Big Oil’s Race To Net Zero


By Irina Slav

European supermajors have been all but shouting about it: they are diversifying into renewable energy, and they will all be net-zero companies by 2050, in line with Paris Agreement targets.   But who will get there first?

Shell, BP, and Total have all been pretty active in the renewables department in the past few years, with motivation flowing in from investors who want to see a more sustainable business that will continue to maintain strong dividends wherever oil prices go, from governments pushing for cleaner energy, and from environmental activists pressuring Big Oil into taking responsibility for its carbon footprint. So, how have they been doing?

Shell: the world’s top utility?

Last year, the Anglo-Dutch supermajor revealed plans to become the world’s largest utility by 2030. What’s more, it made it clear that as the largest utility, it would rely on a mix of energy sources, from gas to renewables.

Indeed, over the last year, Shell has been actively investing in all sorts of electricity ventures, including acquisitions of gas suppliers and distributors, but also investments in solar and wind power projects. Notable among them were the 804-MW Mayflower offshore wind project that the authorities of Massachusetts approved last year and the 120-MW solar farm that Shell said earlier this year it would build in Queensland—its first utility-scale renewable project in Australia.

It is telling that when oil prices crashed in March and Big Oil had to start revising spending plans, Shell announced cuts in its core business—and in dividends—but almost no changes in its so-called new energy business. CEO Ben van Beurden noted that the gas and new energy division would bear a quarter of the total investment cuts, but the new energy segment would see little change to investment plans.

It looks like Shell is doing a lot to become greener. It has revised its carbon footprint goals up, planning to reduce its products’ footprint by 65 percent by 2050 and by 30 percent by 2030. That’s up from 50 percent by 2050 and 20 percent by 2030, respectively, under earlier plans. To do this, Shell will boost its production of renewable power, biofuels, and hydrogen.

But is this enough?

BP on the reinvention path

In its first-quarter report for this year, BP said it would reduce its annual capex by 25 percent to $12 billion. Of this, $1 billion would come from downstream operations and the rest from the upstream segment. “Meanwhile our investment in low-carbon activities remain unchanged, and in 2020 we expect to invest around $500 million,” chief executive Bernard Looney said.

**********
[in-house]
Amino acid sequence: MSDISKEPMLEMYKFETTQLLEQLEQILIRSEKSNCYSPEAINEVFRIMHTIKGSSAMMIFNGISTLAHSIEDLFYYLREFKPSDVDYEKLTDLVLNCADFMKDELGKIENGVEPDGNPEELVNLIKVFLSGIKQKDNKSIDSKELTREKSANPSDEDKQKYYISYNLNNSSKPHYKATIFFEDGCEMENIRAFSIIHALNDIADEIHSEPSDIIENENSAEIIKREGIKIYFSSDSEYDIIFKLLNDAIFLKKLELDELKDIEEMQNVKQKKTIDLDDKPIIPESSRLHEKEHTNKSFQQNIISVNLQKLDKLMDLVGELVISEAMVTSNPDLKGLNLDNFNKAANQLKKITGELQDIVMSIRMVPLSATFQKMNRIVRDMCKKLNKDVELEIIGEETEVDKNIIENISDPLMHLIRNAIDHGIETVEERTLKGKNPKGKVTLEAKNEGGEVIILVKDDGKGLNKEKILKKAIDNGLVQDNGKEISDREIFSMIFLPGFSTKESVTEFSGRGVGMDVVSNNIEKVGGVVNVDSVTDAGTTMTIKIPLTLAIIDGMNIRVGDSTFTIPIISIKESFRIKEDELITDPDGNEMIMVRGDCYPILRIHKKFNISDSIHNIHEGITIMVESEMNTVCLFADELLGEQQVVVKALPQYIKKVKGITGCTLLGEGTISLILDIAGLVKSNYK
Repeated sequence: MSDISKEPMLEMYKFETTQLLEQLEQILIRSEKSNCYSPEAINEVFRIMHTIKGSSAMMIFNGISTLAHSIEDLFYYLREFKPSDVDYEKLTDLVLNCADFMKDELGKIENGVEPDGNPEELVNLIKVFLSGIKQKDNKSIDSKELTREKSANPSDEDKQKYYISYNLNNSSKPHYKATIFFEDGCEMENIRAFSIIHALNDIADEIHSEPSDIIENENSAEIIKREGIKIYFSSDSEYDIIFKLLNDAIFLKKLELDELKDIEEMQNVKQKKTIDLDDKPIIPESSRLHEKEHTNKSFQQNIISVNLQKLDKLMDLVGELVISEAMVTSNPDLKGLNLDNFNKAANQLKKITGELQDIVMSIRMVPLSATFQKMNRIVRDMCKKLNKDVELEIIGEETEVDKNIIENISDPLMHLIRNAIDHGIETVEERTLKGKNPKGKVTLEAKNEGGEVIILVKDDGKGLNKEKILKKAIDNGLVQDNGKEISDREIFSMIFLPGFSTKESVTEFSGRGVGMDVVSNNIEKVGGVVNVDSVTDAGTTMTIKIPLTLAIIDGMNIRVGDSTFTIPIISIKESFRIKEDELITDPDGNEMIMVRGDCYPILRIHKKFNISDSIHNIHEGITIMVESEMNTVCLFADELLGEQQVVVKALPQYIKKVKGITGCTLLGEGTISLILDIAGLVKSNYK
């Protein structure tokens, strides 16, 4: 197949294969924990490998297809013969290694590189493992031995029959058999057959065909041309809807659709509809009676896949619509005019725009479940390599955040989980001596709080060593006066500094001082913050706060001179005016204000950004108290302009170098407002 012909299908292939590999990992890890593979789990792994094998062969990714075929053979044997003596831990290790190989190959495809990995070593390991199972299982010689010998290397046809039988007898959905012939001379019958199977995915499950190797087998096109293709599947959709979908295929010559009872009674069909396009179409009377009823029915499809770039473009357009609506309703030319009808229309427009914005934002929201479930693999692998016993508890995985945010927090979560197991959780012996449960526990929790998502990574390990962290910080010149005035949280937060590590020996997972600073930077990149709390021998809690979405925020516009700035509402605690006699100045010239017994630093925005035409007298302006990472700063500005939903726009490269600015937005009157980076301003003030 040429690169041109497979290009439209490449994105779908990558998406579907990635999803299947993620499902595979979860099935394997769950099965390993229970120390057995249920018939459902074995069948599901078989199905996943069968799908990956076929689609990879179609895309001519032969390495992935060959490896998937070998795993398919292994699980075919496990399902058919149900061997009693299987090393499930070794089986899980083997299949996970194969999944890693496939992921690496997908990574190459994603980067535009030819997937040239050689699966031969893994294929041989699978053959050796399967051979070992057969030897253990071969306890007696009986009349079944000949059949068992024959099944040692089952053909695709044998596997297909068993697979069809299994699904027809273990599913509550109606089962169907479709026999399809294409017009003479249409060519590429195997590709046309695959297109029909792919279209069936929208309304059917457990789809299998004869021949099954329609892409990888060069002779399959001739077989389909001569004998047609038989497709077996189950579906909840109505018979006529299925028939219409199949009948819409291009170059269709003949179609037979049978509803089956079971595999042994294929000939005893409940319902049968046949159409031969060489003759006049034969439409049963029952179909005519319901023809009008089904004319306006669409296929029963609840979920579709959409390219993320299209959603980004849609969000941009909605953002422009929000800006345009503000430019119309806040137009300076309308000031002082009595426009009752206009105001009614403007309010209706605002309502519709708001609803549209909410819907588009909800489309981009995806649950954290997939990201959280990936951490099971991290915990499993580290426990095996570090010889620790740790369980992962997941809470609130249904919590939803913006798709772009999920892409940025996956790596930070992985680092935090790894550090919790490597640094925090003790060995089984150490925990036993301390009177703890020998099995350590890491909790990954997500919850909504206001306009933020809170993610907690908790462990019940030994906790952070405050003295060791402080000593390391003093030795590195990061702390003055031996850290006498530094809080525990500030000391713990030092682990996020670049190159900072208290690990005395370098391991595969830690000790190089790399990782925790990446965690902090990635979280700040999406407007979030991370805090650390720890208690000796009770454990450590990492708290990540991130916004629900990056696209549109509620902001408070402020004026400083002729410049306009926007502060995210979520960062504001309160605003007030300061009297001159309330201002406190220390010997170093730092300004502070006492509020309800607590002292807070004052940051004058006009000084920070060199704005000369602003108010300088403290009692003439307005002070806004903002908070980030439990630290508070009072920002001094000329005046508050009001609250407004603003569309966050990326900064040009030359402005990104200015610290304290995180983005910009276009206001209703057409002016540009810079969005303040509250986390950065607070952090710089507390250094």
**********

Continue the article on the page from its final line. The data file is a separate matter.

Looney said in March that over the coming years, BP would be increasing investments in low and no carbon projects while reducing investment in oil and gas. The scales will be moving, and in a few decades, if the company sticks to its plan, its core business may no longer be its core business, as unbelievable as this may sound.

Like Shell, BP plans to be a net-zero energy company by 2050. Unlike Shell, BP’s emission reduction goals are more modest, at 50 percent of the total emissions produced by the products the company sells. Yet BP is no less ambitious than its peer: it has a substantial presence in biofuels and solar, as well as wind. BP is also investing in energy management, arguing such solutions help end-consumers of energy lower their own carbon footprint, contributing to the overall decline.

Most recently, BP went a step further, launching a feasibility study for the production of hydrogen from solar and wind farms—the so-called green hydrogen that many see as a feature of the next stage in the world’s energy transition. The supermajor, like its peer Shell, is making long-term clean energy plans. But is this the best a supermajor can do?

Total on a renewable spree

Total has been investing in renewable energy, storage systems, and system developers, and even EV batteries like there’s no tomorrow. In a certain sense, there is no tomorrow, or at least, no tomorrow that will be like yesterday for the energy industry. So, the French supermajor is preparing.

In its first-quarter report, Total listed as many as six acquisitions and investments in solar, wind, energy storage, and its first foray into EV batteries. At the same time, the French supermajor announced spending cuts of 25 percent to $14 billion for the year but, like BP, kept its low-carbon business untouched, with spending planned at a generous $1.5-2 billion.

Also aiming for net-zero in emissions by 2050, Total has plans to have its low-carbon electricity operations come to account for 15 to 20 percent of its sales by 2040. To this end, Total is building a portfolio of renewable power generation projects to reach a total of 25 GW in installed capacity from renewable sources by 2025. But is there anything more that can be done?

Well, Norway’s Equinor is investing more in renewables than in its core business over the next five years, according to Rystad Energy. The former Statoil is firmly on renewable ground from now on, it seems. But this doesn’t mean what the three supermajors are doing is nothing. It may not be enough, and according to green lobbyists, it is far from enough, as investments in renewables are a tiny portion of overall spending for all except Total. And yet it is undoubtedly more than any of them were doing thirty years ago and maybe even ten years ago.

The renewable shift is accelerating; this is obvious. Where it will eventually lead remains to be seen, but Shell, BP, and Total are equipping themselves for the journey, and it looks like they are equipping themselves well. They will still be selling oil and gas as long as there is demand for these. But they will also be selling electricity, and if their plans pan out, a lot of this electricity will come from zero-carbon sources.

Crude Oil


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